A Glimpse of Social Phenomenon ‘Child-free’ as The Main Concern in South Korea

Bella Wulansari


The rising trend of Child-free is commonly happening in several countries. The increasing number of women who have chosen not to have children seemed to be the world's primary concern. This is regarded as the most important variable influencing human population expansion. Even if some nations are experiencing an overgrowth population of their citizens, the situation will be different in many countries experiencing a demographic crisis.

For instance, in South Korea, the government is now preoccupied with the population crisis. In 2022, the South Korean government stated that the total fertility rate had reached 0.81, which is high enough since the total fertility rate averages the number of babies born to each Korean woman throughout their reproductive year. It demonstrates that the rising fertility rate in Korea continues to occur at the end of each year. In other words, South Korea's fertility rate has been the lowest in the world over the last year. In addition, the population fell for the first time in 2021. That caused alarm among the business community. Some observers predict labor shortages and increased spending on retirement benefits as the number of elderly persons rises and the number of taxpayers falls.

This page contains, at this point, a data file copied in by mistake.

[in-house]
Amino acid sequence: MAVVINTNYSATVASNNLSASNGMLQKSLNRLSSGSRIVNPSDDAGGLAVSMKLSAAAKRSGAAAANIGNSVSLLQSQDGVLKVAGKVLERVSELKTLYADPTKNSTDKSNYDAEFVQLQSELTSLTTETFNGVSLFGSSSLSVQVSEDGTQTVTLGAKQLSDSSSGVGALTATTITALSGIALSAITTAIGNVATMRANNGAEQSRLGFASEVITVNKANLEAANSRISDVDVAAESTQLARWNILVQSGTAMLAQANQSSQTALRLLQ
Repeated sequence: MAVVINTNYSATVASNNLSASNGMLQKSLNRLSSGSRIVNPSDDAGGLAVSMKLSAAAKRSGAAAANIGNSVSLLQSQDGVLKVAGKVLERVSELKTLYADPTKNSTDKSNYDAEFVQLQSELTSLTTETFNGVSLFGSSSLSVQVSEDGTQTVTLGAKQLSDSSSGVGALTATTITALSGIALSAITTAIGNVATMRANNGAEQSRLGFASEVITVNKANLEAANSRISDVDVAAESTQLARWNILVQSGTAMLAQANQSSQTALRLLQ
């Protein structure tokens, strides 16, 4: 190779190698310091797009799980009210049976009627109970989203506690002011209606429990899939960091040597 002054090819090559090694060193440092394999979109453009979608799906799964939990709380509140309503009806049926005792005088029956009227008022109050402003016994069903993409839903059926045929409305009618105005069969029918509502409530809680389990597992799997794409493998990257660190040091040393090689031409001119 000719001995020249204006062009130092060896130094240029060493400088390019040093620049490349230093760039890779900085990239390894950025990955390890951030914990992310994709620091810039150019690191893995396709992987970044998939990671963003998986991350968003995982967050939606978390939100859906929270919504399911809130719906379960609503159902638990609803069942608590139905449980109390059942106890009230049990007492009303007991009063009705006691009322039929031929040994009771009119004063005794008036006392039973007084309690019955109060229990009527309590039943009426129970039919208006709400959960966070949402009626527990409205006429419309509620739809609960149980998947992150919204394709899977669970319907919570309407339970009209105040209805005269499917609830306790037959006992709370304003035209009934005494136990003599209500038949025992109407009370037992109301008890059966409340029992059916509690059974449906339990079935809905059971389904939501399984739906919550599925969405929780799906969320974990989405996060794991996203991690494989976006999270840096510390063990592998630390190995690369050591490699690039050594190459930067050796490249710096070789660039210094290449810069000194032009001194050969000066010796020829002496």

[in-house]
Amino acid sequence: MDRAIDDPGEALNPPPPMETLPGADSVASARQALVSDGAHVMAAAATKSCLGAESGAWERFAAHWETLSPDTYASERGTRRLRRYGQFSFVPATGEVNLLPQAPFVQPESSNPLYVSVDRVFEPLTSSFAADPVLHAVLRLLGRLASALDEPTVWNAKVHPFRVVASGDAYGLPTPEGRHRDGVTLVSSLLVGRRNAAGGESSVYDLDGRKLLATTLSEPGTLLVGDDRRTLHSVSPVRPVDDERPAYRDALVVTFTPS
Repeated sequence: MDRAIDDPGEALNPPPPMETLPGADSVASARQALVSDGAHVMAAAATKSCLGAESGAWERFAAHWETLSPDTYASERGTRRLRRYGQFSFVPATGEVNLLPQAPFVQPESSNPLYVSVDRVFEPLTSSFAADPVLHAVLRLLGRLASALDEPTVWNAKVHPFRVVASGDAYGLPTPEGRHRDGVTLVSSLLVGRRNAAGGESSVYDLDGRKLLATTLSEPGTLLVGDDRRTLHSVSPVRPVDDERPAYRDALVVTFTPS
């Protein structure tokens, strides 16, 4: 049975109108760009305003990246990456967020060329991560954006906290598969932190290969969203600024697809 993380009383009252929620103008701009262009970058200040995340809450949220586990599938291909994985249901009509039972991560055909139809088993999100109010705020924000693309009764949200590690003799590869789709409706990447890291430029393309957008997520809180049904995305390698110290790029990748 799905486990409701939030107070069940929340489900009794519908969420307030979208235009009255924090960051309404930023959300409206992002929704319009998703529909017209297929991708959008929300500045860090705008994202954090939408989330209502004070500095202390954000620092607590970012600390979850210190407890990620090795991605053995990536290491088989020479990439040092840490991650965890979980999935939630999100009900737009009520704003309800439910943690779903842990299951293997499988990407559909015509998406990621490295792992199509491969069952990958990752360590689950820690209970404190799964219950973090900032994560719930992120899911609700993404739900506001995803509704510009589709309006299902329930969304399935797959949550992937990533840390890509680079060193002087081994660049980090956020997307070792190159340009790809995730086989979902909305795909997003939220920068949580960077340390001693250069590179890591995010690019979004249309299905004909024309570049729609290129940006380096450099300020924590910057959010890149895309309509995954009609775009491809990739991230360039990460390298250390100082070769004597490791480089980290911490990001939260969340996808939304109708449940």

On the contrary, many Korean adults believe that they have already decided not to have children or to marry at all. Young Koreans, unlike their parents or grandparents, do not feel obligated to start a family. Some reasons for opting against having children include social inequity, gender inequality, a challenging job market, as well as costly housing and living conditions. Furthermore, the high expense of raising children in a competitive world is the primary cause.

Therefore, South Korean President Yoon Suk Yeol directed officials to devise a better solution to the situation. If the situation was not resolved, it would have a negative influence on the Korean population. On the other hand, Koreans will be scarce over the following years. As a result, South Korea has provided various incentives and assistance programs to persuade its citizens to have children. Likewise, the South Korean government spent over $210 billion to convince their citizens to have at least one baby in their family. However, the fertility rate continues to plummet too quickly to notice any substantial impacts. Then, the government would then be forced to propose new measures to deal with the population decline.


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